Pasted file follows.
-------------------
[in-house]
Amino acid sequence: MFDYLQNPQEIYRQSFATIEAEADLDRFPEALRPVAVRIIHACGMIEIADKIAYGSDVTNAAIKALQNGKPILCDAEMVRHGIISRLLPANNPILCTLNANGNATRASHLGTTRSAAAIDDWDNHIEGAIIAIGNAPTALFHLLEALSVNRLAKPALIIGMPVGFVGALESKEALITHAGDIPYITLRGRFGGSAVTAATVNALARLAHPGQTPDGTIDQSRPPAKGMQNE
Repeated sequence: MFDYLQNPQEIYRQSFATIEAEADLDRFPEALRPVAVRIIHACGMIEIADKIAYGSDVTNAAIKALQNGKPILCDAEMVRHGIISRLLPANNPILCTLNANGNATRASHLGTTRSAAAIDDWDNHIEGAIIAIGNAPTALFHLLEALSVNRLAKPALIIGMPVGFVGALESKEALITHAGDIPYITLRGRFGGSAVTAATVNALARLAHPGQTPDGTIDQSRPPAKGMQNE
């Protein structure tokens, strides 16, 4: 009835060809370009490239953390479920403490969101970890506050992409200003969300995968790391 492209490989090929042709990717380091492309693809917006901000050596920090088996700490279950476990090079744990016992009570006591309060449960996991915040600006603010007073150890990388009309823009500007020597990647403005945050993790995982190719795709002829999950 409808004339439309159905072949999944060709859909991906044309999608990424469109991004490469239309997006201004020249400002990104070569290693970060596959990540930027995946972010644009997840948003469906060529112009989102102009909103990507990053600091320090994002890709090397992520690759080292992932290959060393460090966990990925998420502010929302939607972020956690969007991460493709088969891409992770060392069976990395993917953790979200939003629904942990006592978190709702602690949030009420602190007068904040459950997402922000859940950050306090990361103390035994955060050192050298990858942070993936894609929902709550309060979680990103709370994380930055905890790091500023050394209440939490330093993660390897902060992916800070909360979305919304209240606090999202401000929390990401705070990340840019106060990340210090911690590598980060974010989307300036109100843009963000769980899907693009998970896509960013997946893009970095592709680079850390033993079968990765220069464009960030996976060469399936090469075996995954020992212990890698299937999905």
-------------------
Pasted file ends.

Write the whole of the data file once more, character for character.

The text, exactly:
[in-house]
Amino acid sequence: MFDYLQNPQEIYRQSFATIEAEADLDRFPEALRPVAVRIIHACGMIEIADKIAYGSDVTNAAIKALQNGKPILCDAEMVRHGIISRLLPANNPILCTLNANGNATRASHLGTTRSAAAIDDWDNHIEGAIIAIGNAPTALFHLLEALSVNRLAKPALIIGMPVGFVGALESKEALITHAGDIPYITLRGRFGGSAVTAATVNALARLAHPGQTPDGTIDQSRPPAKGMQNE
Repeated sequence: MFDYLQNPQEIYRQSFATIEAEADLDRFPEALRPVAVRIIHACGMIEIADKIAYGSDVTNAAIKALQNGKPILCDAEMVRHGIISRLLPANNPILCTLNANGNATRASHLGTTRSAAAIDDWDNHIEGAIIAIGNAPTALFHLLEALSVNRLAKPALIIGMPVGFVGALESKEALITHAGDIPYITLRGRFGGSAVTAATVNALARLAHPGQTPDGTIDQSRPPAKGMQNE
């Protein structure tokens, strides 16, 4: 009835060809370009490239953390479920403490969101970890506050992409200003969300995968790391 492209490989090929042709990717380091492309693809917006901000050596920090088996700490279950476990090079744990016992009570006591309060449960996991915040600006603010007073150890990388009309823009500007020597990647403005945050993790995982190719795709002829999950 409808004339439309159905072949999944060709859909991906044309999608990424469109991004490469239309997006201004020249400002990104070569290693970060596959990540930027995946972010644009997840948003469906060529112009989102102009909103990507990053600091320090994002890709090397992520690759080292992932290959060393460090966990990925998420502010929302939607972020956690969007991460493709088969891409992770060392069976990395993917953790979200939003629904942990006592978190709702602690949030009420602190007068904040459950997402922000859940950050306090990361103390035994955060050192050298990858942070993936894609929902709550309060979680990103709370994380930055905890790091500023050394209440939490330093993660390897902060992916800070909360979305919304209240606090999202401000929390990401705070990340840019106060990340210090911690590598980060974010989307300036109100843009963000769980899907693009998970896509960013997946893009970095592709680079850390033993079968990765220069464009960030996976060469399936090469075996995954020992212990890698299937999905």